Google acquired reCAPTCHA in 2009. It's one of several services that help distinguish bots from real people when signing up for say e-mail accounts. It presents garbled, fuzzy or other hard to decipher text with the idea that humans are far better than machines at decoding it.
Google explained to TechCrunch it is now including house numbers, street signs and other graphics from Street View in reCAPTCHA as a to test if its a good way to get "double duty" from its purchase.
I recall this sort of work being done via Amazon's Mechanical Turk in years past.
by Adena Schutzberg on 03/30 at 04:59 AM |
Harrisburg University student Steve Cline is using a balloon to capture imagery of a local island. The big issue in using these kits: helium shortage. Maybe it's time for kites!
- Penn Live
A new Kindle book (the authors refer to it as a manual) titled Gaining Competency With GIS: How-to Manual for ArcGIS Desktop Version 10 [Kindle Edition] offers help in gaining competency with ArcGIS. It references the ArcGIS 10 docs and I gather provides step by step instructions for tools and extensions. It claims to be based on the Geospatial Technology Competency Model (GTCM) but refers to the that document as "Geotechnical Competency Model" throughout. I wonder if that editing error is in part related to an English class cited in the acknowledgements.
via URISA Digest
Students with the Paragould High School EAST Lab Program [AR] are using their computer knowledge to help Paragould Police monitor sex offenders living in the city limits.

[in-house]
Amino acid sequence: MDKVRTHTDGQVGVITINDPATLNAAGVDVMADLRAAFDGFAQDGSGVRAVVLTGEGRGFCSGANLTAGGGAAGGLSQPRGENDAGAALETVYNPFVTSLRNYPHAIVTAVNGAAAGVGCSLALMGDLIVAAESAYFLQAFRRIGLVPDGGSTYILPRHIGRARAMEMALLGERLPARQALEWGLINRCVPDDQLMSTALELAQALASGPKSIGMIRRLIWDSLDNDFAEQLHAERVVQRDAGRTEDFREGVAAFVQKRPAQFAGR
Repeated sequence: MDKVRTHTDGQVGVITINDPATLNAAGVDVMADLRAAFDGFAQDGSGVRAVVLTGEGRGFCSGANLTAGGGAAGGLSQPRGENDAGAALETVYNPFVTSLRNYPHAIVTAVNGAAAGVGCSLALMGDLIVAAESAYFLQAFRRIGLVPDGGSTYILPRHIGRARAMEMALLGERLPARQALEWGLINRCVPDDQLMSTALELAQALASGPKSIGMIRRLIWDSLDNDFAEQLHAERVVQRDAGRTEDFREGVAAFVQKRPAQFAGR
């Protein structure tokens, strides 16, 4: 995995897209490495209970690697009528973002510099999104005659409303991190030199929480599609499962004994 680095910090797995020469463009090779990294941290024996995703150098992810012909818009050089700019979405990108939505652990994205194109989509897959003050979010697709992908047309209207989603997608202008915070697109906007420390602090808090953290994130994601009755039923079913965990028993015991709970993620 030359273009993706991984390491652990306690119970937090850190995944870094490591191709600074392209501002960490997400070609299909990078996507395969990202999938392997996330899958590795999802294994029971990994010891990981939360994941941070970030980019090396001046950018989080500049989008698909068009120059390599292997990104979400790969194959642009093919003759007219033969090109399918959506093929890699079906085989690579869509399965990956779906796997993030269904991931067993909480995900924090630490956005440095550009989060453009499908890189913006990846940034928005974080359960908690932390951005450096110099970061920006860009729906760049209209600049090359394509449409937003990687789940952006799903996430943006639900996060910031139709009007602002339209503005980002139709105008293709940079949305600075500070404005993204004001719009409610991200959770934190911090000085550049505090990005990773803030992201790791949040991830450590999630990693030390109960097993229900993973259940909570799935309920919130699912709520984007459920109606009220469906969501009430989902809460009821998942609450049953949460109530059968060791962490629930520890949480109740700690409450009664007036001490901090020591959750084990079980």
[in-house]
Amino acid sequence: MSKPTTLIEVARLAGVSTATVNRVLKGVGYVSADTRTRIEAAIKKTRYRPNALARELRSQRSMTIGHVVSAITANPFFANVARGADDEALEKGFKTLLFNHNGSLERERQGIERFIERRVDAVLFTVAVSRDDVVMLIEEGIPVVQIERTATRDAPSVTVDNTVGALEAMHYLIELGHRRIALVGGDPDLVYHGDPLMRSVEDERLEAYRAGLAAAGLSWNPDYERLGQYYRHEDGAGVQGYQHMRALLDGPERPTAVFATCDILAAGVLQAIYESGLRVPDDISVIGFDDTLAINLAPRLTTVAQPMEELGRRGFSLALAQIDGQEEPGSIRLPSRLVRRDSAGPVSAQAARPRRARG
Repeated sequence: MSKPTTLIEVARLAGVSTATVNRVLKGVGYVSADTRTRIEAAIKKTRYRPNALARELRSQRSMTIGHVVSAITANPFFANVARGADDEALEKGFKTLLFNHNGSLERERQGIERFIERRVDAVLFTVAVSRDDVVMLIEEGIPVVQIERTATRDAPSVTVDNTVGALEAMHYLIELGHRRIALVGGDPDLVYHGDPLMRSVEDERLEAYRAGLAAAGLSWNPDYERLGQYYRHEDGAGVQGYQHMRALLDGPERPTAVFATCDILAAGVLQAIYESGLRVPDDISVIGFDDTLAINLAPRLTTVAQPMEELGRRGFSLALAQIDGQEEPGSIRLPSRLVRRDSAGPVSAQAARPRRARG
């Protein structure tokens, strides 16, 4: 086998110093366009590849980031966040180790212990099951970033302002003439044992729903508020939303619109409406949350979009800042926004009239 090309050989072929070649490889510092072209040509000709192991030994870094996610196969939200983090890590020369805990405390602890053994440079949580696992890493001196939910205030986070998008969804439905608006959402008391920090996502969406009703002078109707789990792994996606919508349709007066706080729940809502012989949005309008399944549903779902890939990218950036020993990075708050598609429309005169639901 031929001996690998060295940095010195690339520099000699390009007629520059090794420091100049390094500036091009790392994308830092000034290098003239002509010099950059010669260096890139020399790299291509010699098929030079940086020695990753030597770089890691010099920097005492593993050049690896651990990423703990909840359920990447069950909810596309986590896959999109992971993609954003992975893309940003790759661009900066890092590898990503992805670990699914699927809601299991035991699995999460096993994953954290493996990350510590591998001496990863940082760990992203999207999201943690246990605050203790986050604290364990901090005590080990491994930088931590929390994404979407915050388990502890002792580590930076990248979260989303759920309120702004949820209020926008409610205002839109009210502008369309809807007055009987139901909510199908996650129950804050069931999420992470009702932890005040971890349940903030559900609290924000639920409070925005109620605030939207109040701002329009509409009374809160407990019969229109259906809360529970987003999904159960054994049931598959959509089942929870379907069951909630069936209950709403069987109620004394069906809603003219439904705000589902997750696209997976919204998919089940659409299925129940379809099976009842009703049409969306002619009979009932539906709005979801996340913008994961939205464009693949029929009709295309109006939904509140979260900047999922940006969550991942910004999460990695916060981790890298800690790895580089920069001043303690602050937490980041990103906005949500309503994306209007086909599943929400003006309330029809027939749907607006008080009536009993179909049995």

"They are updating our sex offender zoning map," said Captain Greg Trout with PPD.
The University of Redlands has received a $75,000 grant from the U.S Fish and Wildlife Service (USFWS) to develop a Spatial Decision Support (SDS) system that calculates and maps the potential impacts of energy projects on wildlife.
- press release
by Adena Schutzberg on 03/30 at 04:55 AM |
university of redlands
Here's the announcement on the White House blog. Many are are geo-related. Here are some examples. Full list is here (pdf).
From Dept of Defense:
The Insight program addresses key shortfalls in current intelligence, surveillance and reconnaissance systems. Automation and integrated human-machine reasoning enable operators to analyze greater numbers of potential threats ahead of time-sensitive situations. The Insight program aims to develop a resource-management system to automatically identify threat networks and irregular warfare operations through the analysis of information from imaging and non-imaging sensors and other sources.
The Video and Image Retrieval and Analysis Tool (VIRAT) program aims to develop a system to provide military imagery analysts with the capability to exploit the vast amount of overhead video content being collected. If successful, VIRAT will enable analysts to establish alerts for activities and events of interest as they occur. VIRAT also seeks to develop tools that would enable analysts to rapidly retrieve, with high precision and recall, video content from extremely large video libraries.